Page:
Recently, a reader named Stefan asked me in the comments, “What do I do after Duolingo?”
It was a good question, and one I imagine a lot of people have.If you’ve finished a Duolingo skill tree, congratulations! That required a lot of commitment, and by now you are likely able to do some things in your new language. But maybe you’ve realized that while Duolingo is a great program, using it alone didn’t quite get you to where you want to be.
So if that describes you, then here are six things to try.
1. Keep your momentum.
Finishing a skill tree requires weeks and months of persistent effort. You’ve developed some great language-learning habits. Keep them! Don’t lose your momentum.
Pay attention to what your schedule was. Did you study (or, if you prefer, play) for an hour straight, once a day? Five minutes at a time spread throughout the day? Whatever you did worked for you, so keep it up.
2. Try another app.
If you’ve had more success with Duolingo than with classes or other methods, there’s a good chance you enjoy using apps to learn. It stands to reason, then, that you should try another app.
Babbel is good. It will cover a lot of the same stuff you’ve already learned, but from a different perspective.
ReadLang is a great way to take your language to the next level and expose yourself to more challenging texts.
I’ve never really got into Memrise myself, but other people swear by it.
Not every app will be for you, but give several a try and maybe you’ll find something else you really like.
3. Segue into authentic texts.
Duolingo has an “Immersion” feature. I’ve used it in the past, but I’m personally no longer crazy about it. Many of the texts are from Wikipedia, which I believe are too hard for language learners. And the focus is entirely on translation, a skill that I think is important but one that shouldn’t replace good old fashioned reading and listening altogether.
Look for books, articles, stories, YouTube videos, and TV shows that you can reasonably understand. (If you’re having trouble deciding what to listen to, check out this recent article.) After Duolingo, you should be able to pick out individual words and glean the general meaning of most texts.
Really, you should have been doing this all along. But I know that some people felt safe, comfortable, and motivated working entirely within Duolingo’s confines. At some point, though, you have to think outside of the app and take your language into the real world.
4. Have conversations.
Why did you want to learn a foreign language in the first place? If you’re like the vast, vast majority of people, it’s because you wanted to speak to other people.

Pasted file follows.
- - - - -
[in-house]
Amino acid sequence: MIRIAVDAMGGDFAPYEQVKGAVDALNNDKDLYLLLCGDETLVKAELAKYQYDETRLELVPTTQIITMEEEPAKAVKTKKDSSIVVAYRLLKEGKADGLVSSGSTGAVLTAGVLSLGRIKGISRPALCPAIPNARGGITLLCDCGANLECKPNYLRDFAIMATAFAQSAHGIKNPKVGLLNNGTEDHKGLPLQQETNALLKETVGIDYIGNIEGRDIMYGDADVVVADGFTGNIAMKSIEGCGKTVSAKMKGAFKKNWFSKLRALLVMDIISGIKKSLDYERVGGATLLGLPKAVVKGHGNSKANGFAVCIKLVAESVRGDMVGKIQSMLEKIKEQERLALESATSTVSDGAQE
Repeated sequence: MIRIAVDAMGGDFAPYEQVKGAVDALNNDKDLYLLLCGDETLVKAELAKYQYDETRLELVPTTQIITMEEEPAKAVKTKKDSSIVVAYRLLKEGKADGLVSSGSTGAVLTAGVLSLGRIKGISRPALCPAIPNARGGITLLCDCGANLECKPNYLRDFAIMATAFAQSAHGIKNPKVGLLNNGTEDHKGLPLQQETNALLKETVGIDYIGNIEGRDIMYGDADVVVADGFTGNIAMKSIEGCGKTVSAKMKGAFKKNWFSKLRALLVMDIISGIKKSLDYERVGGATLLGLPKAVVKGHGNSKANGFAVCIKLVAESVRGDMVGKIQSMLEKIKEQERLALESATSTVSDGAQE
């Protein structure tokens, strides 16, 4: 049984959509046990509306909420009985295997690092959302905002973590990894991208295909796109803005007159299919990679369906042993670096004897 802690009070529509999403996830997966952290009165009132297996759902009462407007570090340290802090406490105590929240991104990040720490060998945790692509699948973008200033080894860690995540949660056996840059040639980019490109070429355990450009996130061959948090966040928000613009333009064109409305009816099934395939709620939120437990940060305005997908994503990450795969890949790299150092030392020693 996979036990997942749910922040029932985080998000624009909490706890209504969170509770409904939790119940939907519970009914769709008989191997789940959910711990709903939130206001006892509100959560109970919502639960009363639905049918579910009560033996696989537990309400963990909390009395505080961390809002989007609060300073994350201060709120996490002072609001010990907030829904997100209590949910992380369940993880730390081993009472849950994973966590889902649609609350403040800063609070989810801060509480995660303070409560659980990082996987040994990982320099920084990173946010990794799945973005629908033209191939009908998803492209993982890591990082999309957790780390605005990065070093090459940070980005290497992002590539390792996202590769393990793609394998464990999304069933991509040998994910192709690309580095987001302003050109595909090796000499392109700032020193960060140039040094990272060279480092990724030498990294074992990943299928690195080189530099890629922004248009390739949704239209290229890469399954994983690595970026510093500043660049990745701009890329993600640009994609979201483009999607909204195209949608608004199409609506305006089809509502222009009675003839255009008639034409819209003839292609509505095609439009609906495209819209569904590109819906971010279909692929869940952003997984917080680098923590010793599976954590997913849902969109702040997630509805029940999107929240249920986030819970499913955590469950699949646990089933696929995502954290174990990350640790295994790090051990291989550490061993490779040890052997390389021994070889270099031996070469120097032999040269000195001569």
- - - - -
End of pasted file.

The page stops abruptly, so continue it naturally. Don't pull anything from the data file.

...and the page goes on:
So get out there and speak. Language exchange at a site like iTalki is a good way to meet people for conversation and practice. Or maybe look for a MeetUp group in your area. Or, if you have the budget for it, hire a tutor.
You might be surprised at how much you’re able to say after finishing Duolingo. (You might also be surprised at how much you’re not able to say.)
There’s no better way to improve at something than to get out there and do it, and speaking is no exception.
5. Find an intermediate course.
What proficiency level are you at when you complete Duolingo? I’ve heard wildly divergent claims, ranging from advanced beginner (A2) to upper intermediate (B2).
It’s really hard to say, though. Yes, you’ll have received instruction in topics way beyond the beginner level. But did all that stick? Did you see the language in enough different contexts and use the language enough to really be at an intermediate level?
I think to be on the safe side, you should find a solid intermediate course. A self-study course is your best bet, but a test prep book or a college textbook might be useful as well. The idea is to get some of the more difficult points down before progressing to the next level.
6. Review your skill tree.
Finally, if you’ve finished your skill tree in Duolingo, you’re not really done.
A vital part of the program is revisiting completed lessons again and again. Review old lessons often to keep them “gold.” It keeps words and concepts fresh in your mind.
Again, though, don’t spend all your time reviewing Duolingo. Branch off and give other techniques and methods a try.
Duolingo is a great springboard into the language pool, but now that you’ve dived in, keep swimming.